Nerve conduction studies measure conduction velocities and response amplitudes of a nerve fiber. A percutaneous depolarizing current is introduced and the motor or sensory nerve action potential is measured a certain distance from the stimulus. The conduction velocity measures the integrity of the myelin sheath and the amplitude of response indicates the quantity of functionally conducting axons in a nerve. This test is especially useful in compressive lesions and partial lesions, however, only after Wallerian degeneration has ceased (5 to 7 days post-injury).
Muscle stimulation tests the continuity of a muscle-tendon unit. It allows the examiner to differentiate between a laceration to a muscle belly or tendon versus a nerve transection. If the desired response occurs when the muscle belly is directly stimulated, a nerve injury is likely.
Nerves respond quickly to ischemia, their function being directly related to the quality of circulation. Vascular changes secondary to local compression (i.e., hematomas) or interruption in blood flow cause a local ischemic neuritis often affects motor and sensory end organs. Other systemic diseases such as diabetes or peripheral vascular disease can effect the local circulation. Doppler flow studies or plethysmography may be necessary to assess blood flow to the peripheral nerve.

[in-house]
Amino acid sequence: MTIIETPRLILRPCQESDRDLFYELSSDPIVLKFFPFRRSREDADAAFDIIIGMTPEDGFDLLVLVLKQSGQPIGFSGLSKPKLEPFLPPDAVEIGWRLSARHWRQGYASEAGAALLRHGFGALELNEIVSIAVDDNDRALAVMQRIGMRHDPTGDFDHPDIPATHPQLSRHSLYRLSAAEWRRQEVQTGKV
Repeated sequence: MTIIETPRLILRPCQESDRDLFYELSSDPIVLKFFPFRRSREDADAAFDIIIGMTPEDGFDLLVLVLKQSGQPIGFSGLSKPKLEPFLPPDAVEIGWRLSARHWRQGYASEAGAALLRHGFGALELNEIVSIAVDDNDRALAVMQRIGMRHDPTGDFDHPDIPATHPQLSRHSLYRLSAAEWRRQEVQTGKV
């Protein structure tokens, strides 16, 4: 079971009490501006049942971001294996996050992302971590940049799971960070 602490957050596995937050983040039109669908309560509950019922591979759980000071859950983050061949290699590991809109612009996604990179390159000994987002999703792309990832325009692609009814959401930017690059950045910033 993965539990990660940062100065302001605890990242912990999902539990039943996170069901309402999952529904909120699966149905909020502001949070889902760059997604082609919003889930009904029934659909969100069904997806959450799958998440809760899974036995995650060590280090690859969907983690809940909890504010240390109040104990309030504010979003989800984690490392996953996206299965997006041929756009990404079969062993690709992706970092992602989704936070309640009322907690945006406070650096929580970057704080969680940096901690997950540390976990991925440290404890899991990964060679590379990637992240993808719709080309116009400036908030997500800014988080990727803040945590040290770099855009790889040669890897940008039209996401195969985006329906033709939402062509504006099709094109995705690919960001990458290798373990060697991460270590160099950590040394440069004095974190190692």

Timing of Intervention
A primary nerve repair is defined as an end-to-end anastomosis. Secondary repair is conventionally defined as occurring one week or more after injury. Several investigators have reported that nerve repair is better when performed within 6 months of injury and several studies have shown primary repair to be superior to secondary repair as long as the tissue bed is adequate. (14-17)
Once the diagnosis of peripheral nerve lesion is established, one must determine whether the injury is partial or complete. Fifteen percent of injuries are partial lesions; local contusion or stretch being responsible for the deficit. In these cases, most authors (18-20) agree that secondary repair should be advocated to give the injured nerve time to recover on its own. Eighty-five percent of lesions are complete transections and primary or secondary repair depends on the circumstances of the injury. If a complete lesion is suspected, exploration is advocated. If the epineurium and fascicles are neatly divided and have minimal contusion, primary repair without tension can be performed. If, on the other hand, one finds ragged epineurium or severe contusion or if a tension-free repair cannot be performed, tagging of the ends for later repair or grafting should be done. (21)